VPN Setup

  • Hello All,

    I'm looking to setup a secure VPN with machine/certificate authentication and would like a bit of guidance please. Ideally I'm looking to set it up with the following considerations in mind:

    • VPN server running in pfSense

    • Secure as possible without majorly compromising speed, reliability or usability

    • As I said machine/certificate authentication, then username and password

    • Ideally being able to connect using the built in VPN client on Windows 8.1 and 10

    I know people will recommend OpenVPN, but at this stage I'd prefer using a technology supported natively in Windows 8.1 and 10. In the past I've setup L2TP/IPSEC VPNs with preshared key, but I'd rather certificate instead of preshared key and I'm not sure whether L2TP/IPSEC is still the way to go these days.

    Thanks in advance!

  • LAYER 8 Netgate

    No. L2TP is not the way to go. IKEv2 is.

    In my opinion OpenVPN is the best option available for most mobile VPN circumstances.

    There is a reason the "other guys" all offer apps to get IPsec working right in Windows.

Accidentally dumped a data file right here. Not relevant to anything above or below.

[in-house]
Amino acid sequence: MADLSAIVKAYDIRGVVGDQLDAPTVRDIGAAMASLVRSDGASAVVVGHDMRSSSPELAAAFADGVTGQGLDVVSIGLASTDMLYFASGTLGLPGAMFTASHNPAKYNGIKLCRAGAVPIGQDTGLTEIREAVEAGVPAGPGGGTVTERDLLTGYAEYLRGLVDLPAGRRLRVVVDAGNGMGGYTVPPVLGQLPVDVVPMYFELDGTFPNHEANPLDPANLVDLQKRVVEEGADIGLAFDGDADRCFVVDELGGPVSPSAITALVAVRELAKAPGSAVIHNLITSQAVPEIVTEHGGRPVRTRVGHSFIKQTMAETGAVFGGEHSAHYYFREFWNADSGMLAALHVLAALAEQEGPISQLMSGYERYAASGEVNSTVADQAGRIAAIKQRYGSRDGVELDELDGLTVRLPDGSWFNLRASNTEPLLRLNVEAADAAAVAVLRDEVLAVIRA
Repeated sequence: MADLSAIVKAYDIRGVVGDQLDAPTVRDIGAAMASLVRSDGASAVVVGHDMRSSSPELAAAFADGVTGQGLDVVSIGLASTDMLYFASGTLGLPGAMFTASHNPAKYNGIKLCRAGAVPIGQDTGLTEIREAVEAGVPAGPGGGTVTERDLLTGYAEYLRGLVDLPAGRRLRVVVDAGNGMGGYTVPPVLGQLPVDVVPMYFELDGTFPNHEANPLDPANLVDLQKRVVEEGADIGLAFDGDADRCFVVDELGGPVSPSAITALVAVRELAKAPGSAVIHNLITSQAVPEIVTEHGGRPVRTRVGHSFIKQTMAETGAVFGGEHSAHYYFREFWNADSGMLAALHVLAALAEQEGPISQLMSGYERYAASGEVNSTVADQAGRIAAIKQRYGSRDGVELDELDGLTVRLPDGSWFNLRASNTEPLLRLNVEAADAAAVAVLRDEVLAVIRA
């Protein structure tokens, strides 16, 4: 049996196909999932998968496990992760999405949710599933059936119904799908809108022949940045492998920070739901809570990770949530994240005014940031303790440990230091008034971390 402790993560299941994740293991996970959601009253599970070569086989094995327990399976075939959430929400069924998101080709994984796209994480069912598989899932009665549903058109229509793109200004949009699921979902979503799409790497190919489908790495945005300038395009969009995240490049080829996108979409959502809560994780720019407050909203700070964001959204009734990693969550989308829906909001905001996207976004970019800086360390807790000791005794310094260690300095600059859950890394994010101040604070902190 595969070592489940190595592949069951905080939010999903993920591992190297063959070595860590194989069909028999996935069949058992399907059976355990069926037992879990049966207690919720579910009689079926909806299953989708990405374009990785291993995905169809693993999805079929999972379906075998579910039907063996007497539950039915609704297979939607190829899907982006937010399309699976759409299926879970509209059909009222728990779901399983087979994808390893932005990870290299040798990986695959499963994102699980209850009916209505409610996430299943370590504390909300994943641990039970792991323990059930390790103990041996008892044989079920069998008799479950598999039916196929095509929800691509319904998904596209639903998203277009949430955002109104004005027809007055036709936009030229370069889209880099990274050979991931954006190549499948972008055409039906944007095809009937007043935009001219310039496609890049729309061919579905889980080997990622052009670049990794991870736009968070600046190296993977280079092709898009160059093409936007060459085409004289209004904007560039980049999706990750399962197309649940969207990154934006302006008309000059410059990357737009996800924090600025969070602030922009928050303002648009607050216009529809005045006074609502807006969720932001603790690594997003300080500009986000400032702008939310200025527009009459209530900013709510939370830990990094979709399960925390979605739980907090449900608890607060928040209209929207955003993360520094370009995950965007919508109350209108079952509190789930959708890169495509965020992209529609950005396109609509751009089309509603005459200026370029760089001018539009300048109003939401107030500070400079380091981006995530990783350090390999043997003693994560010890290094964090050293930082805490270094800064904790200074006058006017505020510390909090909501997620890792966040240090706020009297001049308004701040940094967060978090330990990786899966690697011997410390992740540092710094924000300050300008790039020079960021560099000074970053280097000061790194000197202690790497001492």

Use IKEv2 and do the research necessary to determine what is required on every different windows version and update (think creators update) to make Windows do what you want using the "built-in" IPsec.

    I'm not even sure Windows will do cert + user/password authentication on IKEv2 using the built-in client. All I have to look at right here is a Mac and its IKEv2 client has Certificate or Username authentication. Not both.

    OpenVPN can be configured to require TLS key + Certificate + Username/password in about 5 minutes. The free (!) OpenVPN Client exporter will create an installer that includes everything you need to get a Windows 8 or 10 client up in pretty much zero time. And if you introduce android/ios/mac clients they will work too. Free. Though you might want to spring for the Viscosity client on the Mac if your time is worth anything to you and you or your users enjoy using polished-up software.

  • +1 for OpenVPN. Additionally, the client is now able to run without admin rights, nor needs any third party management-service.

  • Yes after looking into it some more, I can see it is obvious that OpenVPN is the right way to go.

    Thanks for the replies.

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